s Mark Rosewater explained in his article last week, Scars of Mirrodin block will be the sequel to the original Mirrodin block. For those of you who are familiar with Mirrodin, Darksteel and Fifth Dawn you already know that this means that we can expect a lot of artifacts.
Back in Mirrodin block, players would take Shatter over Terror without batting an eyelid. This might sound a little weird if you weren't playing back then, in most formats Shatter would collect dust in your sideboard—while Terror would be one of the absolute top-picks in the set. But in the artifact heavy Mirrodin block, Shatter was one of the very best cards that you could get your hands on. It killed creatures, it killed equipment, it killed Icy Manipulators, heck, it could even kill artifact lands like Seat of the Synod!
I did literally hundreds of Mirrodin block drafts back in the day, and I remember vividly how good Shatter was—but even so, it feels weird to acknowledge that there was (is?) a time and a place where it is correct to take Shatter over multi-generational all-star Terror.
While time will tell what kind of removal spells will climb to the top of peoples wish lists when Scars of Mirrodin hits the scene—from what I have seen and heard so far I feel it is pretty safe to say that artifact removal spells will be worth their weight in gold beginning in just a few short weeks.
Only the Finest
While I get giddy over the upcoming release of every new set, Mirrodin block was one of my favorite Limited formats of all time, so I'm particularly excited to see what Mark Rosewater, Mike Turian and the rest of the Scars of Mirrodin design and development teams have in store for us.
Scars of Mirrodin
Design Team: Mark Rosewater (lead), Mark Gottlieb, Alexis Janson, Erik Lauer, Matt Place, Mark Globus, Nate Heiss
Development Team: Mike Turian (lead), Aaron Forsythe, Erik Lauer, Mark Purvis, Matt Place
I think it's particularly cool that Mike Turian, who was absolutely dominant in Mirrodin Block Limited (having racked up back to back Pro Tour Top 8s, a Grand Prix win and another Grand Prix Top 8 before leaving the Pro Tour to take a job working in Magic R&D), is the lead developer of the set. Mike Turian clearly understood the ins and outs of Mirrodin Block Limited in a way that nobody else in the world (save perhaps Nicolai Herzog or Anton Jonsson) did, so I think it will be great to see his fingerprints on the sequel to Mirrodin block.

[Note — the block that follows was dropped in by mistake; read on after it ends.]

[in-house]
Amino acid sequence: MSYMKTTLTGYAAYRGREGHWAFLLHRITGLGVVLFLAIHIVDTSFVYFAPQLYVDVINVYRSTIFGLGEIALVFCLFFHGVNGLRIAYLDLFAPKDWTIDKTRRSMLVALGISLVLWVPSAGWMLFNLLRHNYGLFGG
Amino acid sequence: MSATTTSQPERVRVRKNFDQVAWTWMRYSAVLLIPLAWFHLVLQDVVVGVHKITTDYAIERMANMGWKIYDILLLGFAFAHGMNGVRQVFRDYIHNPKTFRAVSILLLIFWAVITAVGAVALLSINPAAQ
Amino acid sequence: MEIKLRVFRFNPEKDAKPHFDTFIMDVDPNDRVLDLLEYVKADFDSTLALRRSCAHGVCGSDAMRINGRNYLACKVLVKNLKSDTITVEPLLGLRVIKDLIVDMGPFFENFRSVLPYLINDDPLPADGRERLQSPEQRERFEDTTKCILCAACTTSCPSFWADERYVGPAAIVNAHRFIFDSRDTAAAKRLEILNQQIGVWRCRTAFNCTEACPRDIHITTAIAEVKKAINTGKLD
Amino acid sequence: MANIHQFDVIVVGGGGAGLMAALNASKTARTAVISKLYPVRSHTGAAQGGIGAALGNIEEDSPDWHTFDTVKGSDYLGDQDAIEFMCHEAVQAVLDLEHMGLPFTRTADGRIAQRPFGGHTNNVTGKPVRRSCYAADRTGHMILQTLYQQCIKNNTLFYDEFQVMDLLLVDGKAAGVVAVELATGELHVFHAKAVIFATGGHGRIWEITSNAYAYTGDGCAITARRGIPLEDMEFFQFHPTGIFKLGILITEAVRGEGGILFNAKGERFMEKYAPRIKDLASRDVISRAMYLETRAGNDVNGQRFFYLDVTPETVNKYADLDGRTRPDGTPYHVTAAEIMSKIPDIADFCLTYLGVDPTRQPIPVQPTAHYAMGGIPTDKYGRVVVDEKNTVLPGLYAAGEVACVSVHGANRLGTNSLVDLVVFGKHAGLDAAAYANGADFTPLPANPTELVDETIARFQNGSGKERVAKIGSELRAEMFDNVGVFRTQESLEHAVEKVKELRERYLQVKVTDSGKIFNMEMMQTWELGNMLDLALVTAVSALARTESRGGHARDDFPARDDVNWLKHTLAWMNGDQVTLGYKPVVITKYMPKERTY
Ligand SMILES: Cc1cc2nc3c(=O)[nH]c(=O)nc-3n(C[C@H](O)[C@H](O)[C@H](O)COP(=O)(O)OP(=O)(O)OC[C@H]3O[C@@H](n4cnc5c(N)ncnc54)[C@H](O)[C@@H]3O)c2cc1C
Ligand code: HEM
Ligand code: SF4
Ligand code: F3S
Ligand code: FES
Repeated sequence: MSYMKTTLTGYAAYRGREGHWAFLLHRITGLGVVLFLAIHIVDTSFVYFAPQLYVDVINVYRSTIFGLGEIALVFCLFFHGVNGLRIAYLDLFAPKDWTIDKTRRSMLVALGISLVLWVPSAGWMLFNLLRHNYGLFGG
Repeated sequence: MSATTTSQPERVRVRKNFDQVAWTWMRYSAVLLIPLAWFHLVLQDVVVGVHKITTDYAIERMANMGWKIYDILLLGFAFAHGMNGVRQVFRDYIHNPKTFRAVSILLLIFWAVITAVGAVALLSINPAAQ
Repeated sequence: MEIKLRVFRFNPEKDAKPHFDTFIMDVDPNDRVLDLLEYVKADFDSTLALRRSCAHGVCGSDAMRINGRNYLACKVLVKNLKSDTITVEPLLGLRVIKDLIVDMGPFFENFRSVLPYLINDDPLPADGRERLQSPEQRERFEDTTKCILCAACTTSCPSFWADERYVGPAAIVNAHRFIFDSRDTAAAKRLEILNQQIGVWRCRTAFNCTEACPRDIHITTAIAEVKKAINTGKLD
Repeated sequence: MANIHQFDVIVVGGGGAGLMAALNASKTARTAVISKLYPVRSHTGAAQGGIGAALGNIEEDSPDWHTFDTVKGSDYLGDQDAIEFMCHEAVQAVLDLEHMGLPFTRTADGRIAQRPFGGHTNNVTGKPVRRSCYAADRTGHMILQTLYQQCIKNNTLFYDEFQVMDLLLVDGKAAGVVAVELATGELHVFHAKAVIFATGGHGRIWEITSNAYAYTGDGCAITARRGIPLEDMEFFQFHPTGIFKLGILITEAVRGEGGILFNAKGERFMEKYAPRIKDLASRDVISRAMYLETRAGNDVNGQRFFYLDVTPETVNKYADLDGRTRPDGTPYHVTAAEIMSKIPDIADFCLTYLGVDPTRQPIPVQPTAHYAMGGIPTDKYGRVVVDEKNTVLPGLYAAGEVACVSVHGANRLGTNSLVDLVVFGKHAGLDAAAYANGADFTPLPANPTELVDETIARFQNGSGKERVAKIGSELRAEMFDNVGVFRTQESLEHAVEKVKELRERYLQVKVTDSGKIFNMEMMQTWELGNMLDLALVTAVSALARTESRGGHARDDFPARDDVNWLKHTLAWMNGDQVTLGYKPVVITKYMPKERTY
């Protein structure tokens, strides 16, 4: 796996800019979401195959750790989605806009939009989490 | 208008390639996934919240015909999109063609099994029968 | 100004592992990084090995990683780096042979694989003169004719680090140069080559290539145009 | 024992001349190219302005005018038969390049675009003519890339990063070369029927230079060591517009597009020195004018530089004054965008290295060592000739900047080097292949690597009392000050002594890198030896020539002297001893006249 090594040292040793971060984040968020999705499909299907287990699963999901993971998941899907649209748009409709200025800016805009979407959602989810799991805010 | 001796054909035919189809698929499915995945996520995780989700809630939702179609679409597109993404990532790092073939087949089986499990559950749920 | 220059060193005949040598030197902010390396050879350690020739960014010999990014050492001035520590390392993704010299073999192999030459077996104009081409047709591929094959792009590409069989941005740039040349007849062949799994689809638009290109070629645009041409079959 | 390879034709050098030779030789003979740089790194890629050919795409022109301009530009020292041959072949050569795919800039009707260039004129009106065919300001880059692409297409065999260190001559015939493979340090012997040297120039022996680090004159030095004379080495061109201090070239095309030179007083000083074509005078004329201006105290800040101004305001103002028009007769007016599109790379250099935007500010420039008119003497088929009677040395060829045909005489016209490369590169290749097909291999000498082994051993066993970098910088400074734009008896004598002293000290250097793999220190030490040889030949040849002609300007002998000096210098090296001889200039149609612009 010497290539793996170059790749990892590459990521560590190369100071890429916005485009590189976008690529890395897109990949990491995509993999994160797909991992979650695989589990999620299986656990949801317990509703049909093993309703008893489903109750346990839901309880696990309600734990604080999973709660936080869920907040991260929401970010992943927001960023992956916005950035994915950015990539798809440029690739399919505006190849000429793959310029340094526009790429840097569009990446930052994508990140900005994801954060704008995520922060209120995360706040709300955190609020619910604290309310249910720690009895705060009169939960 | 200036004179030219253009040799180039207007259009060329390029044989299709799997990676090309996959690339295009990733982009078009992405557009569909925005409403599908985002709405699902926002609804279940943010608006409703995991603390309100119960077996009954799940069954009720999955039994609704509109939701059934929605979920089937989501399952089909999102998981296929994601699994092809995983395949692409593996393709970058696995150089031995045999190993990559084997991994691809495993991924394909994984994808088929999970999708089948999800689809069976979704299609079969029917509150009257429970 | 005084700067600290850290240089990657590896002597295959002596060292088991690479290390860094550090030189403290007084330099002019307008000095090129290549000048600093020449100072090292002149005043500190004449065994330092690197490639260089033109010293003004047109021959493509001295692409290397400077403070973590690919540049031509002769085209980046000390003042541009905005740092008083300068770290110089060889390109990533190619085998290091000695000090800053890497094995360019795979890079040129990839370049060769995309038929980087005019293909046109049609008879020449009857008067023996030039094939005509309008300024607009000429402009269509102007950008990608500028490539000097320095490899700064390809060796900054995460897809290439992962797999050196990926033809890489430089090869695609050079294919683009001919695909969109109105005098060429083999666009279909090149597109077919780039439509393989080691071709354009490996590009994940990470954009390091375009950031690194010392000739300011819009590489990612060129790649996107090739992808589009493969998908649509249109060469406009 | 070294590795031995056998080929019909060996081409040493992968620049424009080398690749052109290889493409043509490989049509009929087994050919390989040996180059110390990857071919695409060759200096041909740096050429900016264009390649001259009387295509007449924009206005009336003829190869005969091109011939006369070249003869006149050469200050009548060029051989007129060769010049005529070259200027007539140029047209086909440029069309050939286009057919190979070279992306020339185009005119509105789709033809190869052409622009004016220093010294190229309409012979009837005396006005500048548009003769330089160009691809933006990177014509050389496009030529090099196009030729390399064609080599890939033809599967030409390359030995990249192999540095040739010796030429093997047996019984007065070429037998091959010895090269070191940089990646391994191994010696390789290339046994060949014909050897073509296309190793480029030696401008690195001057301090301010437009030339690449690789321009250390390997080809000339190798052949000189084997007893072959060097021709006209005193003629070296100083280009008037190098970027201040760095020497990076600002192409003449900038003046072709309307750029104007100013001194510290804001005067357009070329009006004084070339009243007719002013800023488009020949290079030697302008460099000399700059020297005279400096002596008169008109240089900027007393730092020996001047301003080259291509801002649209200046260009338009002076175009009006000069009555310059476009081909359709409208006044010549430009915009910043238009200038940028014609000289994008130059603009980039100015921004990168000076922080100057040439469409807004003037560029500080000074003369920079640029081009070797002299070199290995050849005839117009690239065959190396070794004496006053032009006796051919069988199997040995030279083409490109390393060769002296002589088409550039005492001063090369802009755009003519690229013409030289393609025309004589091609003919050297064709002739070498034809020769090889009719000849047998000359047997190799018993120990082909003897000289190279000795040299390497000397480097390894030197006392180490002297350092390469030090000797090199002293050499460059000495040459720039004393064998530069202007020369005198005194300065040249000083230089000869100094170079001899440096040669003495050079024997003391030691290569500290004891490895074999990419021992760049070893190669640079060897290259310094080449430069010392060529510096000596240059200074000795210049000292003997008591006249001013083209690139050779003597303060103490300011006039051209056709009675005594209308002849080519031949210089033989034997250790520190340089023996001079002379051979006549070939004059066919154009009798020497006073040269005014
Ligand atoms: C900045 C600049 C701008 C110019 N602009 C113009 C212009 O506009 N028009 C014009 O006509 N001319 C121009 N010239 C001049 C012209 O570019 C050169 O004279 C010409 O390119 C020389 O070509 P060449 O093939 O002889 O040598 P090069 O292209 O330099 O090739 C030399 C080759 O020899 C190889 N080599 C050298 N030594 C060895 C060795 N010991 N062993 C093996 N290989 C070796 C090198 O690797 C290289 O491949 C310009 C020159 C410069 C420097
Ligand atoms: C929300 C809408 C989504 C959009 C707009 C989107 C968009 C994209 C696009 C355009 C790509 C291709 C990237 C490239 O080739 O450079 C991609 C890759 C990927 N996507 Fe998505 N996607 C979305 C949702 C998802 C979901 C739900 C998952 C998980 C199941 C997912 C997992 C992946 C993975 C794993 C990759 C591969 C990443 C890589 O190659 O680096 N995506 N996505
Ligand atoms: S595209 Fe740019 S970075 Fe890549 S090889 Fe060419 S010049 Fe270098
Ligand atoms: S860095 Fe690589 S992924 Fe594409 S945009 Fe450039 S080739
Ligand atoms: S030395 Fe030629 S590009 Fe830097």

The Newest Member of the Family
Because Scars of Mirrodin is the sequel to Mirrodin, we should expect to see new versions of some of our favorite cards from 2003 and 2004.
While we aren't going to see anything as frustratingly powerful as Skullclamp or Arcbound Ravager (thank goodness!), I expect that a lot of the cards in Scars of Mirrodin will be better than their mechanized ancestors.
Take for example today's preview card.
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Sylvok Replica is clearly the love child of Goblin Replica and Elf Replica—however its ability is significantly cheaper to use (and has more applications) than Goblin Replica and its ability is far more versatile (and still a bit easier to activate) than Elf Replica.
While it's true that in most match-ups, and decks, I would prefer to have a 2/2 instead of a 1/3. The exceptions to this are in match-ups where my opponent has a lot of 2/1 creatures, or in decks where I have a lot of ways to (easily) permanently enhance my creatures' power. While I don't know how many 2/1s are in the set, I do know that there are going to be quite a few fun ways to permanently enhance the stats of our creatures, and quite a few cards that will provide us with benefits for controlling an abundance of creatures.
The other way in which Sylvok Replica differs from its Mirrodin counterparts is that because combat damage no longer goes on the stack, players will no longer be able to put their replicas into combat, then sacrifice it with damage on the stack for a nice two for one.